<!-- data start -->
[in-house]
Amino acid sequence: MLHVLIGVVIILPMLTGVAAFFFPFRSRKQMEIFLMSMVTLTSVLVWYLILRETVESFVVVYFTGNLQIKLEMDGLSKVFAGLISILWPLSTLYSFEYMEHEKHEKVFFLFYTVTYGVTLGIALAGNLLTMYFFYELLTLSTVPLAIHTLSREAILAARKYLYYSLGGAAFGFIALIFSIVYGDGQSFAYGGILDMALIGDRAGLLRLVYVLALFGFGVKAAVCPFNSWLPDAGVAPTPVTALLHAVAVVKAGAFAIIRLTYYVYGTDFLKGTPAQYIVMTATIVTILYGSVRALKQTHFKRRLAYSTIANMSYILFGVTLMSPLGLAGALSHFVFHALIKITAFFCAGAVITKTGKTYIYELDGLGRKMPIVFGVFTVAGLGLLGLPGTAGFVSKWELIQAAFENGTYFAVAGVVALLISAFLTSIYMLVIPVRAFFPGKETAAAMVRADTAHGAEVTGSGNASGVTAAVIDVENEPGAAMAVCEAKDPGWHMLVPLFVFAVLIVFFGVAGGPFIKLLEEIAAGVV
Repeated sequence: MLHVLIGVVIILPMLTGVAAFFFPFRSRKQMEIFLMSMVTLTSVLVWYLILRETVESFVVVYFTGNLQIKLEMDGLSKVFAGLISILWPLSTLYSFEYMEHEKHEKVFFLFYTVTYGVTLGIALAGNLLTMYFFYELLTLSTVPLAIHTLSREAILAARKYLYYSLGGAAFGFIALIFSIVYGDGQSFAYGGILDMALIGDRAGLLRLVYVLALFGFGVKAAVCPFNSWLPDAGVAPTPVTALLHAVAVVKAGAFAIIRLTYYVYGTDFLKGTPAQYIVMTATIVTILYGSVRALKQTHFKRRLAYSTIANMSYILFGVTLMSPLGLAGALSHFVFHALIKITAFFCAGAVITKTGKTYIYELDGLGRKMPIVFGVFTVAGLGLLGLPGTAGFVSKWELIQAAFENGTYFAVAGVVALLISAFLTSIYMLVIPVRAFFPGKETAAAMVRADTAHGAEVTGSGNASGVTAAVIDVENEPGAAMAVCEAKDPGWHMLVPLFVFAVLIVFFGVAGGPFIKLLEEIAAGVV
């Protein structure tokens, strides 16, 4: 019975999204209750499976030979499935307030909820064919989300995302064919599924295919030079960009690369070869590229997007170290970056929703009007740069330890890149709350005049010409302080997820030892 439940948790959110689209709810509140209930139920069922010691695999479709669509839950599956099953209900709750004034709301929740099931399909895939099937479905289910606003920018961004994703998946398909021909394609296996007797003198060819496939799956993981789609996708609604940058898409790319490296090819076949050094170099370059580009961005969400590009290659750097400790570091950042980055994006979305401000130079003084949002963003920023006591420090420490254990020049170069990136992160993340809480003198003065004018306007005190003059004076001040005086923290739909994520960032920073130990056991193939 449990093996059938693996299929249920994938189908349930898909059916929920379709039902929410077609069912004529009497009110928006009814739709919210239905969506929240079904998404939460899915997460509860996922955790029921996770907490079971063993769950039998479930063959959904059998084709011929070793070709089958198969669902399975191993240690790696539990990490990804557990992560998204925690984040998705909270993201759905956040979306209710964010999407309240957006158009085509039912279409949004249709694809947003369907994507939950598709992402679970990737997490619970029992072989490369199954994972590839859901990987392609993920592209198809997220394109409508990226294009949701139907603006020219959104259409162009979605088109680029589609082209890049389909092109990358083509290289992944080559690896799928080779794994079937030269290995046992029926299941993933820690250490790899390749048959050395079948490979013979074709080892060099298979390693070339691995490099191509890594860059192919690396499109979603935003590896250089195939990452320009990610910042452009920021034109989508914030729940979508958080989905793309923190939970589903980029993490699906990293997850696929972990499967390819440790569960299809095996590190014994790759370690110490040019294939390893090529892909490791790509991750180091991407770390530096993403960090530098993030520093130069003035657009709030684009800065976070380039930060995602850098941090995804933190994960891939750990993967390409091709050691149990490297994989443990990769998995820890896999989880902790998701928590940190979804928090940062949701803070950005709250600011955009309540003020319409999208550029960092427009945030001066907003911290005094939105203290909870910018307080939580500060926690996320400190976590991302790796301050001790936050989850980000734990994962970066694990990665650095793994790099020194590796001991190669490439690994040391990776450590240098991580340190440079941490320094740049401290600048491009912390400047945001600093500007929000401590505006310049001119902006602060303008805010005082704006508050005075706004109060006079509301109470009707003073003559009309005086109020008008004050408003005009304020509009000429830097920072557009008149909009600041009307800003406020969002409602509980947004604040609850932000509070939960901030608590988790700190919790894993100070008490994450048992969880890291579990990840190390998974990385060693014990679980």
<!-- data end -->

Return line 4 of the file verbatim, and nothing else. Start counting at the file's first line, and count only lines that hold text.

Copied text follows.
């Protein structure tokens, strides 16, 4: 019975999204209750499976030979499935307030909820064919989300995302064919599924295919030079960009690369070869590229997007170290970056929703009007740069330890890149709350005049010409302080997820030892 439940948790959110689209709810509140209930139920069922010691695999479709669509839950599956099953209900709750004034709301929740099931399909895939099937479905289910606003920018961004994703998946398909021909394609296996007797003198060819496939799956993981789609996708609604940058898409790319490296090819076949050094170099370059580009961005969400590009290659750097400790570091950042980055994006979305401000130079003084949002963003920023006591420090420490254990020049170069990136992160993340809480003198003065004018306007005190003059004076001040005086923290739909994520960032920073130990056991193939 449990093996059938693996299929249920994938189908349930898909059916929920379709039902929410077609069912004529009497009110928006009814739709919210239905969506929240079904998404939460899915997460509860996922955790029921996770907490079971063993769950039998479930063959959904059998084709011929070793070709089958198969669902399975191993240690790696539990990490990804557990992560998204925690984040998705909270993201759905956040979306209710964010999407309240957006158009085509039912279409949004249709694809947003369907994507939950598709992402679970990737997490619970029992072989490369199954994972590839859901990987392609993920592209198809997220394109409508990226294009949701139907603006020219959104259409162009979605088109680029589609082209890049389909092109990358083509290289992944080559690896799928080779794994079937030269290995046992029926299941993933820690250490790899390749048959050395079948490979013979074709080892060099298979390693070339691995490099191509890594860059192919690396499109979603935003590896250089195939990452320009990610910042452009920021034109989508914030729940979508958080989905793309923190939970589903980029993490699906990293997850696929972990499967390819440790569960299809095996590190014994790759370690110490040019294939390893090529892909490791790509991750180091991407770390530096993403960090530098993030520093130069003035657009709030684009800065976070380039930060995602850098941090995804933190994960891939750990993967390409091709050691149990490297994989443990990769998995820890896999989880902790998701928590940190979804928090940062949701803070950005709250600011955009309540003020319409999208550029960092427009945030001066907003911290005094939105203290909870910018307080939580500060926690996320400190976590991302790796301050001790936050989850980000734990994962970066694990990665650095793994790099020194590796001991190669490439690994040391990776450590240098991580340190440079941490320094740049401290600048491009912390400047945001600093500007929000401590505006310049001119902006602060303008805010005082704006508050005075706004109060006079509301109470009707003073003559009309005086109020008008004050408003005009304020509009000429830097920072557009008149909009600041009307800003406020969002409602509980947004604040609850932000509070939960901030608590988790700190919790894993100070008490994450048992969880890291579990990840190390998974990385060693014990679980």